And this period of history—when America entered Iraq—is what Sunrise Over Fallujah is all about. But Sunrise Over Fallujah isn't just political. It's also deeply personal.
Imagine you're leaving high school, and the army isn't engaged in a war. Maybe, like Jonesy, you join the army to make some money so you can eventually start a business. Or, like Coles or Marla, you join because you don't know what path you want to take. Or maybe you're like Miller or Birdy, and join because you want to help people. And then you're plunged into a war, in a part of the world that you know nothing about.
What would that be like?
Sunrise Over Fallujah isn't a war story from the point of view of a captain, or a general. It's about a private—a teenager. Birdy doesn't get to make decisions. All he can do is follow orders. He doesn't get to decide whether they're safe, or right. Birdy's in the shoes of much of the 2.5 million Americans who have served in Iraq or Afghanistan since 2003. (Source)
So, yeah. Sunrise Over Fallujah doesn't just give you a little background into a massive global conflict that's still raging today, it also puts you in the headspace of two and a half million Americans—the kind of people that, if you don't know already, might be next to you on the bus, in the airport, or even living next door.
Like we said: this book deals with some real-deal things that are affecting your life right now. So get to reading.
All Things Walter
Walter Dean Myers official author website, including a list of all his (many, many) books, lives here.
Here's a combo platter of links to documentaries, reports, and analysis of the Iraq War in the National Archives.
Remember how Birdy wrote that there was no way to keep track of Iraqi deaths? This website has been recording civilian deaths since 2003.
This timeline of the ending of the war lives on the White House's website. It's more about highlighting accomplishments than any past or continuing problems.
The Book At Hand
Scholastic asks Walter Dean Myers questions about Sunrise Over Fallujah, including its connection to Fallen Angels. Lots of smart quotables in this one.
A few months before Walter Dean Myers died, he wrote a New York Times opinion piece about why it's important for people of color to see themselves in literature. The amount of books for children and young adults starring people of color? Pathetically small.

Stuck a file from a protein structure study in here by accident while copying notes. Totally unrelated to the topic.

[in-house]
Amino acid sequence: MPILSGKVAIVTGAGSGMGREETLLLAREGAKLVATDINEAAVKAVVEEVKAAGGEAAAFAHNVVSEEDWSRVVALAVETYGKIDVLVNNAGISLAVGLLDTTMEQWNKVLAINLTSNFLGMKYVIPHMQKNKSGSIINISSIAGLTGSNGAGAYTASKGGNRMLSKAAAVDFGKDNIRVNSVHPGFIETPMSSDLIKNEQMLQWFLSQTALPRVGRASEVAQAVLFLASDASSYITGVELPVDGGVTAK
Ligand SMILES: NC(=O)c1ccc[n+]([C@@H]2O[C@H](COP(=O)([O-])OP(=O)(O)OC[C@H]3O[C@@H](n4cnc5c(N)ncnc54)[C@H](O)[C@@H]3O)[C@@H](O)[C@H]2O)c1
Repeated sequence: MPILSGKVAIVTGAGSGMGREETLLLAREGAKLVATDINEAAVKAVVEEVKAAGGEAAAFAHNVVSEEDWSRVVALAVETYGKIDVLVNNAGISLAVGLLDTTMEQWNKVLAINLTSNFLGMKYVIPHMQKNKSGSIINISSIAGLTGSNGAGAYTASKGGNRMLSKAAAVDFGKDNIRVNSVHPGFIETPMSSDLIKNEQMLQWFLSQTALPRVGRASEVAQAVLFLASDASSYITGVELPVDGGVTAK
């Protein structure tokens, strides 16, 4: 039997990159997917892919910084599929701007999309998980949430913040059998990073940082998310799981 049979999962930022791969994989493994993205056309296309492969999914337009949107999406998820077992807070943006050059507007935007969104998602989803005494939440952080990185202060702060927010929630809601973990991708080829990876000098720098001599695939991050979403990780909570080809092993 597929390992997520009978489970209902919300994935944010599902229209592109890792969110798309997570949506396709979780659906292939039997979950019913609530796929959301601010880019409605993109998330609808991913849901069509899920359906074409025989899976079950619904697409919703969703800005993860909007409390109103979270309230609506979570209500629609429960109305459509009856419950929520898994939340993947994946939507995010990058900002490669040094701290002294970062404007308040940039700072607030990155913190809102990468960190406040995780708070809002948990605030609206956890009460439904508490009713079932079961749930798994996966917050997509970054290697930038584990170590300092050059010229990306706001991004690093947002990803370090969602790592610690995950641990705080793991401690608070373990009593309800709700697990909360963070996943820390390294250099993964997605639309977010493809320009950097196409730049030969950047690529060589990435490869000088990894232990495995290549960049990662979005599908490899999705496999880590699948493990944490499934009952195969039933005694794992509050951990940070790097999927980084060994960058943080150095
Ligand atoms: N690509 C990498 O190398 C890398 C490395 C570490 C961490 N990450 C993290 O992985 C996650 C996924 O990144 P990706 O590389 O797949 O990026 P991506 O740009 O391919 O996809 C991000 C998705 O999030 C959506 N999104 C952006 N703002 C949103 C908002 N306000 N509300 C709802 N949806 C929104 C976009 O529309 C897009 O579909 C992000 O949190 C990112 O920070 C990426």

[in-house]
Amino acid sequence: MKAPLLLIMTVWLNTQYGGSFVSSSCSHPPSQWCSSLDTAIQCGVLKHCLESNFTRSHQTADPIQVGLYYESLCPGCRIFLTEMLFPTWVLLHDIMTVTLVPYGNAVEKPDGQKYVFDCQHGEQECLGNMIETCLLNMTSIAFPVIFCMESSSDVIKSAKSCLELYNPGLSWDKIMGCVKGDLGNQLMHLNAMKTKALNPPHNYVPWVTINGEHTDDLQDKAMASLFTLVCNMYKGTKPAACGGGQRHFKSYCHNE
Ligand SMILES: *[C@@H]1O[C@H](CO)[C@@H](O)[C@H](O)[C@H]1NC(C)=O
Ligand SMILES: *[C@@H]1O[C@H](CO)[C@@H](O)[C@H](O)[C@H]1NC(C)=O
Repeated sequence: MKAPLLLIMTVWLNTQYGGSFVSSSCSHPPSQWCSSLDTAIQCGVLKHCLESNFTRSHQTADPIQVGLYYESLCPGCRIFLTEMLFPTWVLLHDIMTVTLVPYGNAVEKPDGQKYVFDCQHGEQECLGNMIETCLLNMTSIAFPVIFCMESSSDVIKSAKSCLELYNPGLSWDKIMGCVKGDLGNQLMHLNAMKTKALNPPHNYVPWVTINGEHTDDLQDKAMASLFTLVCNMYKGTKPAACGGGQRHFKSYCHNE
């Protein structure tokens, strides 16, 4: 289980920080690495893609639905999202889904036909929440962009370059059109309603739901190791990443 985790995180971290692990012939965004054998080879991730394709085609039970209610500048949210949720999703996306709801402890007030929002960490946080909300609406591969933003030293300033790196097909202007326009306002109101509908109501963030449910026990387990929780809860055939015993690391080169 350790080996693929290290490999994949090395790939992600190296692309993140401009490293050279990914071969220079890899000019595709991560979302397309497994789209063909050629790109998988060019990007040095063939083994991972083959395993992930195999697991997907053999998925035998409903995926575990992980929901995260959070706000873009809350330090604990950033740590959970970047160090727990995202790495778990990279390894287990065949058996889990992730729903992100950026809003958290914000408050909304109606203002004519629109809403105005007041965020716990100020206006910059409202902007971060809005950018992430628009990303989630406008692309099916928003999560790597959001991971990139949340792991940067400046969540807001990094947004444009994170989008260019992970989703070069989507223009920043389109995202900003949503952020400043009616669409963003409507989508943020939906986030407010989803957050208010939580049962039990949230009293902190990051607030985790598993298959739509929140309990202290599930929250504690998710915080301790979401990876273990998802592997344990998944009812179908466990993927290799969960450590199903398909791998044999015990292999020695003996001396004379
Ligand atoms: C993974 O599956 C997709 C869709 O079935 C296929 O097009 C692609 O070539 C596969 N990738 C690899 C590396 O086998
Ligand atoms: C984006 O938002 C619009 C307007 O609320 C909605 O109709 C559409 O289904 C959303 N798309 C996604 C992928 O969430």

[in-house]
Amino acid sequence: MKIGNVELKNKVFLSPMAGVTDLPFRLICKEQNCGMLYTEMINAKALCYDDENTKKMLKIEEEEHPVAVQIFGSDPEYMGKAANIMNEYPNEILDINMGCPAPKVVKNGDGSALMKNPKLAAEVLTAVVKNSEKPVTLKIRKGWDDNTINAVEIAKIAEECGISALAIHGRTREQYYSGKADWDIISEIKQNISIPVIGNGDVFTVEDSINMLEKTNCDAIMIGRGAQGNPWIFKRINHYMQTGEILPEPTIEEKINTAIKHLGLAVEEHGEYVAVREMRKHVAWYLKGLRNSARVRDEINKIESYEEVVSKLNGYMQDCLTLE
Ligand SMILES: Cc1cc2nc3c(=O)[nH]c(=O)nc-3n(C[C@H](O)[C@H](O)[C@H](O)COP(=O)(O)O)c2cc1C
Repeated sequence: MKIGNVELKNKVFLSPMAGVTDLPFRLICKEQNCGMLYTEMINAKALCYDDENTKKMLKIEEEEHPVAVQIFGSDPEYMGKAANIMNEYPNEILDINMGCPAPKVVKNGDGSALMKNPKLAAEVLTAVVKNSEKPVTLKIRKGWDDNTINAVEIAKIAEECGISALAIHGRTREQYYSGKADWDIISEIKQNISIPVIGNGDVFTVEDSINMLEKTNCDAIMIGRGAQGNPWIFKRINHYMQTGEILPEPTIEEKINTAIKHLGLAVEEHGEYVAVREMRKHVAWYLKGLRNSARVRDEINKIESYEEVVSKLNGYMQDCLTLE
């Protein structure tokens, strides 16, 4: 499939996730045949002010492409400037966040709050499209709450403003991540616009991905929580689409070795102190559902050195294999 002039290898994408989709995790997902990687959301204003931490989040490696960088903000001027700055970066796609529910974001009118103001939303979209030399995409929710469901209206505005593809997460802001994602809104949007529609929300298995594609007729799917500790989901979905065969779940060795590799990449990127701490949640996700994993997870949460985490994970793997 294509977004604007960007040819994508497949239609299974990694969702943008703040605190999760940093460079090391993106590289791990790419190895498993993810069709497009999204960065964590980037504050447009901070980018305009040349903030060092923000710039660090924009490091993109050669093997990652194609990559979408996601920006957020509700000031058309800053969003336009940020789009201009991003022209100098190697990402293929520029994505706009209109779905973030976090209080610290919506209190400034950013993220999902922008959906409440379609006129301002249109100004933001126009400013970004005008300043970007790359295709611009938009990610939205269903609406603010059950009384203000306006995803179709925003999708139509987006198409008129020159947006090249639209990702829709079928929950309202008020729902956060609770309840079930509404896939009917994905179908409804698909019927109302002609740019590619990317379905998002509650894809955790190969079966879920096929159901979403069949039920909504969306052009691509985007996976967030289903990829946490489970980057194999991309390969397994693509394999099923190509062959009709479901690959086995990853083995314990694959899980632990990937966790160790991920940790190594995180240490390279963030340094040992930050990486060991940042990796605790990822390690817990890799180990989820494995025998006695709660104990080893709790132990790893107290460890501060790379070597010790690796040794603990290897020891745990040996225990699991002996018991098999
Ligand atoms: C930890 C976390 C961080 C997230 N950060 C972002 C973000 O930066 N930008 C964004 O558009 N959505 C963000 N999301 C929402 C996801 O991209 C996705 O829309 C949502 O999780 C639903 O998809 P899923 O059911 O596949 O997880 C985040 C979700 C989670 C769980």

Not for the Queasy
Remember how Birdy was being sent to Germany to get his wounds treated? This article shows what goes down in that type of hospital—wound descriptions and all.
Myers Likes Muffins
In December 2013, Myers did a Reddit AMA. People asked great, serious questions and questions that were…less serious. Scroll down to see what type of pie is Walter Dean Myers' favorite.
A Discovery documentary from 2004 talks about the first year of the Iraq War. It shows Baghdad, tanks, and footage from the ground.
This footage of Baghdad on April 9th, 2003 shows citizens tearing down the statue of Saddam Hussein.
A Real Survivor
Birdy's squad played "Survivor" as they drove around, but this interview with a soldier shows actually surviving the war is no joke.
Myers and War
Not only did Walter Dean Myers join the army as a young man—several members of his family have served. Here he talks about how his experience with war lead to him writing Fallen Angels, the companion book to Sunrise Over Fallujah.
From True Romances to Lit Awards
Walter Dean Myers tells the story of his life. It's a colorful, impressive tale.
Here's the song that pops into Birdy's head when he rides through the desert: "Real Situation" by Bob Marley. It's kind of upbeat, considering the lyrics.
In case you somehow don't think Myers did enough, he became the National Ambassador for Children's Literature in 2012. His slogan? "Reading is not optional."
Fair warning: these twenty striking images from the Iraq War aren't grotesque, but some of them do show injuries.
One Photo, Six Words
Soldiers were challenged to pair a photo with six words of story. Maybe these photos aren't as polished, but they do show you the war from the point of view of a soldier.
Birdy's description of Iraq may have been tinged with his sadness, but there's no denying that the country is beautiful. Here are photos of Iraq, minus war.